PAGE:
Along two opposite parallel side edges plate 10 is curved underside to form a pair of tracks 13 and 14. A second plate member 16 which is integrally formed as part of a single casting with yoke 15 is engaged along two opposite side edges 17 and 18, respectively, in tracks 13 and 14. Edge 17 has a series of spaced-apart recesses or notches 20 and edge 18 is smooth. An elongated rod 21 having a series of spaced-apart teeth 25 is mounted lengthwise in track 13 and is axially rotatable within track 13. Roll pins, not shown, inserted through openings 23 in plate 10 engage recesses 24 to prevent rod 21 from sliding lengthwise out of track 13. A helical spring 26 is wrapped around rod 21 near one end and is in torsion. One end of spring 26 is inserted into rod 21 and the other end inserted into plate 10 so that spring 26 biases rod 21 to rotate it axially in a direction so that the teeth 25 on rod 21 are engaged with the recesses 20 on the edge 17 of plate 16. A lever-like handle 27 is attached to an end of rod 21 and extends outward from the plate member 10. Rod 21 is free floating in track 13. It is held in track 13 by a combination of a nylon washer 32 at each end, a stainless steel washer 33 and a nut 34 threaded onto the threaded end 35 of rod 21.
In use the operator moves handle 27 in a direction opposite the bias applied by spring 26 to rotate rod 21 so that the teeth 25 are disengaged from recesses 20. This allows plate member 10, with the attached seat or table top, to be moved fore and aft or backward or forward. At the desired location or position, handle 27 is released so that spring 26 acts to turn or rotate rod 21 so that the teeth 25 engage recesses 20 of plate 16 thereby providing a positive locking against any further sliding or fore and aft movement. If the teeth 25 are resting against the ridges between the recesses 20, the operator merely moves the seat slightly so that the plate member 10 moves until teeth 25, under the force provided by spring 27, click or snap into the recesses 20 to lock the seat in place.
Teeth 25 are cam shaped so when engaged in recesses 20 they not only provide a positive locking against sliding action between plate members 10 and 16 but also apply a lateral force so that the opposite track 14 on the underside of plate member 10 is brought into very snug or tight frictional engagement with the smooth edge 18 of plate member 16 to eliminate the possibility of the seat "wobbling". As most clearly seen in FIG. 5, track 14 is tapered or angled to provide the snug or fight frictional fit against the edge 18 of plate member 16 yet will allow plate member 10 to slide easily for seat adjustment when handle 27 is moved to unlock the plates from one another.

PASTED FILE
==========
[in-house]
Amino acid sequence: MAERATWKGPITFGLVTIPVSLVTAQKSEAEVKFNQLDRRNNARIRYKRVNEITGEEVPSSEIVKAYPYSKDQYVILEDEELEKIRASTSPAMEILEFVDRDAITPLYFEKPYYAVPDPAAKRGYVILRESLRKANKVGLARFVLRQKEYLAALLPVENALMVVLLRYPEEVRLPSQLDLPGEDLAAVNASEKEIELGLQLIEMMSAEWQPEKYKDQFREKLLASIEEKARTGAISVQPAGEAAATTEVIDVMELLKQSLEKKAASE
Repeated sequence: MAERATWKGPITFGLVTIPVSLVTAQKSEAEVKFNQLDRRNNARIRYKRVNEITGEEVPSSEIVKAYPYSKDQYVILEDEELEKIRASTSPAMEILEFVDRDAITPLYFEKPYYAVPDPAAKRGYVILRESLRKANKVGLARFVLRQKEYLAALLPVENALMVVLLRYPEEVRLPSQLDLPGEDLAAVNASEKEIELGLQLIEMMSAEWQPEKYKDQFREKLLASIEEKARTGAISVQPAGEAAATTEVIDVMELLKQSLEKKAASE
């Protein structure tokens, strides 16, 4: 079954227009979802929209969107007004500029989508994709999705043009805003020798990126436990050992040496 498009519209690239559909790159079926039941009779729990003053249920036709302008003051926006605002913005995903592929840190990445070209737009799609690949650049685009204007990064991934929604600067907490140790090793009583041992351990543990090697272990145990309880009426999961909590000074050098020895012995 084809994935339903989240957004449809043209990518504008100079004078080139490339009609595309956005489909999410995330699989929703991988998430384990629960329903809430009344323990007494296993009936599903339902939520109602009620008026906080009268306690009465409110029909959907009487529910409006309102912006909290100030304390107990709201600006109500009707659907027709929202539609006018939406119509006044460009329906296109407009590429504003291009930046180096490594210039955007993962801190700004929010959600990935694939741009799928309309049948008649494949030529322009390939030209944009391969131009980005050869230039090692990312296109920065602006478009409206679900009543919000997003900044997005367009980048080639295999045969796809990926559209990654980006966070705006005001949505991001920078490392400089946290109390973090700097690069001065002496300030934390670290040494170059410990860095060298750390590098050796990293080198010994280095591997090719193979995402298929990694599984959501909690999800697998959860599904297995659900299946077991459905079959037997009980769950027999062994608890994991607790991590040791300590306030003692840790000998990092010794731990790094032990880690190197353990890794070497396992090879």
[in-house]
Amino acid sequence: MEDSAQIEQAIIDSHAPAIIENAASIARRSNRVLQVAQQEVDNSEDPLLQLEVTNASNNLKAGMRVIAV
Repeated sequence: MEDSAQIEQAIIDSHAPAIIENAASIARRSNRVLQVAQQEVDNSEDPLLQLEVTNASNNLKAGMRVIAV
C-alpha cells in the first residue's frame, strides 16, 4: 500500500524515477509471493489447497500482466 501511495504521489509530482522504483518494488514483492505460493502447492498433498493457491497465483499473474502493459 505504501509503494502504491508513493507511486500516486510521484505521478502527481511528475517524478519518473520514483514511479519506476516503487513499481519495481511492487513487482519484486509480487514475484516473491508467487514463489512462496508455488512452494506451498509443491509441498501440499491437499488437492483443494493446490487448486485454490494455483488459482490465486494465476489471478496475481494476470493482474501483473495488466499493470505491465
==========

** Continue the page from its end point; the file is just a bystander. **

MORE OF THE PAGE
Yoke or spider 15 has a central or annular opening 28 with an annular insert designated by reference numeral 29. Insert 29 has an upper lip or flange 31 which rests against the underside of an overhang on plate member 16. The supporting column 12 which, as mentioned earlier, is suitably anchored to the boat deck is also inserted into opening 28 and it has an outer notched surface which engages the internal notches on insert 29 and its top edge rests against the underside of flange 31. The boat seat is rotatable or swivable about the support post to change the direction that the seat faces. A locking mechanism, not shown, is provided to secure the seat when it is facing in the desired direction.
Alternatively, plate member 16 can be mounted in some suitable fashion more directly to the deck of the boat without a supporting column or post. This is referred to as a low profile mount for a boat seat or table top. Also glide pads or a glide gasket or similar made of some suitable plastic material such as Delrin may be mounted in some suitable fashion between plate members 10 and 16 to act as a spacer and to ensure that the plate members slide smoothly and easily when the seat is being slidably adjusted.
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|2||Pp. 22-24 Garelick Marine Products Catalog Copyright 1996.|
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|U.S. Classification||248/423, 248/416, 297/451.5, 297/344.1|
|International Classification||A47B13/02, A47C7/02, B63B29/06|
|Cooperative Classification||A47B13/021, B63B29/06, A47C1/023|
|European Classification||A47B13/02B, B63B29/06, A47C1/023|
|Nov 23, 1998||AS||Assignment|
Owner name: GARCLICK MFG. CO., MINNESOTA
Free format text: ASSIGNMENT OF ASSIGNORS INTEREST;ASSIGNORS:GARELICK, RICHARD J.;PILOSI, PAUL A.;REEL/FRAME:009603/0500
Effective date: 19970917
|Mar 29, 2002||FPAY||Fee payment|
Year of fee payment: 4
|Mar 27, 2006||FPAY||Fee payment|
Year of fee payment: 8
|Sep 3, 2010||FPAY||Fee payment|
Year of fee payment: 12